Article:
Posted on Friday, July 27, 2012
Associate Dean for Global Education Tom D'Agostino recently co-edited "Understanding Contemporary Latin America (4th edition)," with St. John Fisher Professor of Political Science Richard S. Hillman.
Part of a series titled "Understanding: Introductions to the States and Regions of the Contemporary World," the book is an interdisciplinary overview of Latin America and includes chapters focusing on geography, history, politics, religion, environmental issues, and the role of women.
The fourth addition of the book incorporates the rich history and development of Latin America, and also addresses the wide range of issues facing the region in the first decade of the 21st century. Analyzing current events relating to the economy, environment education and cultural expression through the newest scholarship on the subjects, D'Agostino and Hillman paint a vivid portrait of Latin American in contemporary society - and explore U.S. and world views of the region.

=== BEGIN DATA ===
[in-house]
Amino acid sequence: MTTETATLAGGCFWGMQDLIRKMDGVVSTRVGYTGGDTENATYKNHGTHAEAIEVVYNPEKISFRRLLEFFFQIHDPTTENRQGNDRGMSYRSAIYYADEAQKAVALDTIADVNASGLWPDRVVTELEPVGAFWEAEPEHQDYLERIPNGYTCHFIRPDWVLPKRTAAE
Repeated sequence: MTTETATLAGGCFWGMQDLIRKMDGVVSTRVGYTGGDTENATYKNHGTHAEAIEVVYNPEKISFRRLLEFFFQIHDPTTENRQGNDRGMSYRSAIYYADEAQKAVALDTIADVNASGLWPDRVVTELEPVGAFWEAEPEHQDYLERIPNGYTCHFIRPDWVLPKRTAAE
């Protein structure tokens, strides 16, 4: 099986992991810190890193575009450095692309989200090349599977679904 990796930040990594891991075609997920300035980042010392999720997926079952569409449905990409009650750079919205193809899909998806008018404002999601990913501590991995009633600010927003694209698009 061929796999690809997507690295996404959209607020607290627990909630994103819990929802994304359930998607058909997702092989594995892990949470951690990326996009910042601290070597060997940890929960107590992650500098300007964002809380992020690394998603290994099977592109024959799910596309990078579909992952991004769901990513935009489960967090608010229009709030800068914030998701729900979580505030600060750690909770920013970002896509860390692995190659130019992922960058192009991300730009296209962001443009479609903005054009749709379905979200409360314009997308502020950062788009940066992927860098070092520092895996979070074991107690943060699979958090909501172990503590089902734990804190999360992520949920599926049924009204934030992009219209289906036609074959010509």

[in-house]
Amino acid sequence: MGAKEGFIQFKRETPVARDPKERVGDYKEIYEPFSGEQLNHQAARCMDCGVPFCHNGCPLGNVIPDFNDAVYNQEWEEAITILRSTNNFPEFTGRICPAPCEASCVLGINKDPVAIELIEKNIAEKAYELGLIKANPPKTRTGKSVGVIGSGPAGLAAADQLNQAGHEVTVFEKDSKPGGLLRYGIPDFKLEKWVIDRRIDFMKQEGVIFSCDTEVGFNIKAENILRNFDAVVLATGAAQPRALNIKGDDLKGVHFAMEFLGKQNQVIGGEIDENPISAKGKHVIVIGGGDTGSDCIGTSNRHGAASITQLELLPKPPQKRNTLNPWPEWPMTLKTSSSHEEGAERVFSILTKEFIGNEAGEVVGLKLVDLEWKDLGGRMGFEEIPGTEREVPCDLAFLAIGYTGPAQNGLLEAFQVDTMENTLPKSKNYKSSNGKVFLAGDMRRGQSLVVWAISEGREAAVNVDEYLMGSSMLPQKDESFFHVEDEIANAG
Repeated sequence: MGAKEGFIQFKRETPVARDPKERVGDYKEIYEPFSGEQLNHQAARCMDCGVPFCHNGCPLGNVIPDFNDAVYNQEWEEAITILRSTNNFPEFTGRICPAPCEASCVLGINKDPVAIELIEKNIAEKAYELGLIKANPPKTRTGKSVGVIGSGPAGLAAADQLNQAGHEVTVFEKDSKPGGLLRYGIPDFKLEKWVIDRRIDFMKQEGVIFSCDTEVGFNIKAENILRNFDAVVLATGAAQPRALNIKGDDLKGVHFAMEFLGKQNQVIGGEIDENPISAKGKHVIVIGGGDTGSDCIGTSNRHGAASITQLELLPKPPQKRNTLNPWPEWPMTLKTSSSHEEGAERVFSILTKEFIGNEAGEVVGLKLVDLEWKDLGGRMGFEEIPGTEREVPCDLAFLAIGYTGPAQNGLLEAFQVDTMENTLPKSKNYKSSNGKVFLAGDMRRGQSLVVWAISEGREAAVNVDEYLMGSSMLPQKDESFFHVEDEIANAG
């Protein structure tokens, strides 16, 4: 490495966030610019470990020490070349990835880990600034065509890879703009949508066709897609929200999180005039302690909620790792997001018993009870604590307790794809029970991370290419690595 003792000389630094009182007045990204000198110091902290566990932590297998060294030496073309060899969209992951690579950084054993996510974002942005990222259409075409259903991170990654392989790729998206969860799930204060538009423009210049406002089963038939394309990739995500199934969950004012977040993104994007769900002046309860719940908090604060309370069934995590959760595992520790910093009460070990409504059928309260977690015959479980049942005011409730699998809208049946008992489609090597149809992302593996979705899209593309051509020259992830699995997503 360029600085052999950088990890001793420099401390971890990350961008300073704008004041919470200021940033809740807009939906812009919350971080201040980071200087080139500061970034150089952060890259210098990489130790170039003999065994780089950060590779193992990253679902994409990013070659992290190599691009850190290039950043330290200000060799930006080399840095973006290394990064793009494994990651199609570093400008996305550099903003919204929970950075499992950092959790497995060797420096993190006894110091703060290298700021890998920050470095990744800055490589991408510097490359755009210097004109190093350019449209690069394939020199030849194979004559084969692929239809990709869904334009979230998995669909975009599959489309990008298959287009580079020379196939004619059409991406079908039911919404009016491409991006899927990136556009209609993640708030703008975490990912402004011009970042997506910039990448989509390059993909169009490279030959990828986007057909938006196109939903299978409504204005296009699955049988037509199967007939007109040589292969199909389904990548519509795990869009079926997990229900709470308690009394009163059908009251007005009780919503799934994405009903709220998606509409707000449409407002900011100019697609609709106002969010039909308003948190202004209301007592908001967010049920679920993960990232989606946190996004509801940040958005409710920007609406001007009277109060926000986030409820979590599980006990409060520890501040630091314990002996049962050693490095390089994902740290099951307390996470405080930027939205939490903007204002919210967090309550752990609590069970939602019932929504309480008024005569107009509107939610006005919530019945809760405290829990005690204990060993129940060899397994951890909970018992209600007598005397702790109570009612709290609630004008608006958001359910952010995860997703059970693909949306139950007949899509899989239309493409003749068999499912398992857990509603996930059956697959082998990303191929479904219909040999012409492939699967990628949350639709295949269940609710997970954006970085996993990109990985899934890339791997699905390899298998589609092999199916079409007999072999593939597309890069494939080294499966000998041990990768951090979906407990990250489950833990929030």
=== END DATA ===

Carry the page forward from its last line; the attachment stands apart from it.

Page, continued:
In addition to D'Agostino's work, Professor of Economics and Latin American Studies Scott McKinney contributed a chapter on the economies of the region.
D'Agostino and Hillman have also recently co-authored "Understanding the Contemporary Caribbean" as part of the same series with Lynne Rienner Publishers, and have collaborated on several other publications, including the book "Distant Neighbors in the Caribbean: The Dominican Republic and Jamaica in Comparative Perspective;" the article "Political Parties, Public Opinion, and the Future of Democracy in Venezuela," published in Opinião Pública, and "Comparing Hispanic and Anglophone Political Cultures in the Caribbean: The Cases of the Dominican Republic and Jamaica," in Caribbean Studies newsletter. D'Agostino also wrote the chapter "Latin American Politics" in "Understanding Contemporary Latin America," edited by Hillman.
D'Agostino has more than a decade of teaching experience, offering courses in political science and Latin American and Caribbean studies. Before joining the Colleges in 2000, D'Agostino was an associate professor of political science and director of international programs at Siena College. He holds master's and doctoral degrees in political science from Syracuse University, and a bachelor's degree in political science and Spanish, received cum laude, from St. John Fisher College.